Having released a self-serving 70 page report reviewing the G20 Summit debacle, Toronto Police Chief Bill Blair has concluded he has nothing to apologize for and will not consider resigning. As reported in today's Star, despite a public opinion poll showing a dramatic drop in public support for police actions at the Summit, (2010- 72%) (2011 - 41%), the Chief seems content to talk about things that went right, such as protecting the perimeter fence, while ignoring the widespread violations of Charter Rights in the arrests of over 1100 protesters, promising only that kettling will not be used in the future.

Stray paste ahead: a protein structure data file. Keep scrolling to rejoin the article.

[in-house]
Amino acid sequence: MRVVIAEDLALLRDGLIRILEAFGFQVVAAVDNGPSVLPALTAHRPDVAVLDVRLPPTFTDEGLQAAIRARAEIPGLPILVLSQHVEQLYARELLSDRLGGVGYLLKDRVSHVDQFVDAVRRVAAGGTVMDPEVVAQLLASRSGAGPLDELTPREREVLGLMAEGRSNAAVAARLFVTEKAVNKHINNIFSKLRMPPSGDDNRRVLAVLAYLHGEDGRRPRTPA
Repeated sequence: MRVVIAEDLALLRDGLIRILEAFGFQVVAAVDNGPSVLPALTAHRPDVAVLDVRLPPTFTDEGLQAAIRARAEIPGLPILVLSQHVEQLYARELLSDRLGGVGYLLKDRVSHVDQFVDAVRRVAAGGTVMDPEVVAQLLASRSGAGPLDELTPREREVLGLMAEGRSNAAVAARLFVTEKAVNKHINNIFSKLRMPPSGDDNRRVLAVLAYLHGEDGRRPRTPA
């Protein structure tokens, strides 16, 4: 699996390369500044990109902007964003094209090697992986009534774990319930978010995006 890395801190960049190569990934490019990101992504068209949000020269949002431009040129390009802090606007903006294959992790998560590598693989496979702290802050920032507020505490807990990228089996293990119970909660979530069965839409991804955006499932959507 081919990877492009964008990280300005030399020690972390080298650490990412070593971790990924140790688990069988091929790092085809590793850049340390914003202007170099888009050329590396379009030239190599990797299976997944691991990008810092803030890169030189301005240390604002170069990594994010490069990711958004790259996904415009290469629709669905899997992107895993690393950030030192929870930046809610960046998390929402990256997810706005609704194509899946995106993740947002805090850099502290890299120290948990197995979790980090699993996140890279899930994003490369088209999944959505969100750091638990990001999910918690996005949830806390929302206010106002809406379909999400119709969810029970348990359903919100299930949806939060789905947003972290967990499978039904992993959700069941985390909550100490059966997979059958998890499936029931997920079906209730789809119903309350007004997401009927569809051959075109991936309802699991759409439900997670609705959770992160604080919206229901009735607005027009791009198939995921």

Also absent from the report is any explanation for the obstructionist tactics employed by the police this past year in identifying offending officers, despite the plethora of video evidence submitted by citizens. The fact that only two officers have thus far been charged says a great deal to me about the Chief's 'commitment' to uncovering the identity of these renegades.
Despite the erosion of public trust in the police and despite the ongoing trauma of people who directly experienced last June's police-state actions, something positive emerged for Bill Blair - the opportunity to hone his political skills to the point where his public utterances match the platitudinous quality of the most seasoned of Queens Park or Parliament Hill veterans.
Clearly, should his police career suffer an unlikely reversal, a new one serving the people awaits him.